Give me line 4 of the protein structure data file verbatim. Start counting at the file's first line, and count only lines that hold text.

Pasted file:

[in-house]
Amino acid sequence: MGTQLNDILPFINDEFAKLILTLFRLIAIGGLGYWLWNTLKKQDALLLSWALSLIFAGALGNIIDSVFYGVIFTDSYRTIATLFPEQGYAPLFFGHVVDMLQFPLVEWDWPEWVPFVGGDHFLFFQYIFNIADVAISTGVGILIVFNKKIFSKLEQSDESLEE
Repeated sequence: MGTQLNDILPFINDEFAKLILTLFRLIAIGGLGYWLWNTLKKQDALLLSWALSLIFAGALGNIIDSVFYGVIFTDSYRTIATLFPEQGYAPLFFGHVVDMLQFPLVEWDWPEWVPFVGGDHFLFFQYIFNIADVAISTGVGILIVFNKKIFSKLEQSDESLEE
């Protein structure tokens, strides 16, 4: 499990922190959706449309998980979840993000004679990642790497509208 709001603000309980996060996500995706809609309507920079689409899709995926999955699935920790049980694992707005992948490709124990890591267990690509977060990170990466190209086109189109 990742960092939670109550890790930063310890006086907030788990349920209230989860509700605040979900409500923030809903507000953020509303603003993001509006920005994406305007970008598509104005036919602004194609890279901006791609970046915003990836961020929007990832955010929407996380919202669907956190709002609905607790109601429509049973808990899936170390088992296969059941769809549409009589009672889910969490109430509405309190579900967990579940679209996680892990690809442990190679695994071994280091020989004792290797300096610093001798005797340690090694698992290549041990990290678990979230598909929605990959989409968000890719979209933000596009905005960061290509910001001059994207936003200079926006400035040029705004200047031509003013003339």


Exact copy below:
């Protein structure tokens, strides 16, 4: 499990922190959706449309998980979840993000004679990642790497509208 709001603000309980996060996500995706809609309507920079689409899709995926999955699935920790049980694992707005992948490709124990890591267990690509977060990170990466190209086109189109 990742960092939670109550890790930063310890006086907030788990349920209230989860509700605040979900409500923030809903507000953020509303603003993001509006920005994406305007970008598509104005036919602004194609890279901006791609970046915003990836961020929007990832955010929407996380919202669907956190709002609905607790109601429509049973808990899936170390088992296969059941769809549409009589009672889910969490109430509405309190579900967990579940679209996680892990690809442990190679695994071994280091020989004792290797300096610093001798005797340690090694698992290549041990990290678990979230598909929605990959989409968000890719979209933000596009905005960061290509910001001059994207936003200079926006400035040029705004200047031509003013003339």